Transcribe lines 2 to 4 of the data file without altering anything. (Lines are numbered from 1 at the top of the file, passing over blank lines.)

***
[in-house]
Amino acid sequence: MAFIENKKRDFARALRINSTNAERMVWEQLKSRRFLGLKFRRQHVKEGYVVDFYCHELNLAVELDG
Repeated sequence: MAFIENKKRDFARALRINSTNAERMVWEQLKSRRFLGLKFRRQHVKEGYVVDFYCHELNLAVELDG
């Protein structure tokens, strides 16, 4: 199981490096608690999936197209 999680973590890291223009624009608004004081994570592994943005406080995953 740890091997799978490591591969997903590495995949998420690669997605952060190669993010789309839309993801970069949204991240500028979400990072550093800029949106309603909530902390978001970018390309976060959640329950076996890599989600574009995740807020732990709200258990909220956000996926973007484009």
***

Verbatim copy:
Amino acid sequence: MAFIENKKRDFARALRINSTNAERMVWEQLKSRRFLGLKFRRQHVKEGYVVDFYCHELNLAVELDG
Repeated sequence: MAFIENKKRDFARALRINSTNAERMVWEQLKSRRFLGLKFRRQHVKEGYVVDFYCHELNLAVELDG
């Protein structure tokens, strides 16, 4: 199981490096608690999936197209 999680973590890291223009624009608004004081994570592994943005406080995953 740890091997799978490591591969997903590495995949998420690669997605952060190669993010789309839309993801970069949204991240500028979400990072550093800029949106309603909530902390978001970018390309976060959640329950076996890599989600574009995740807020732990709200258990909220956000996926973007484009």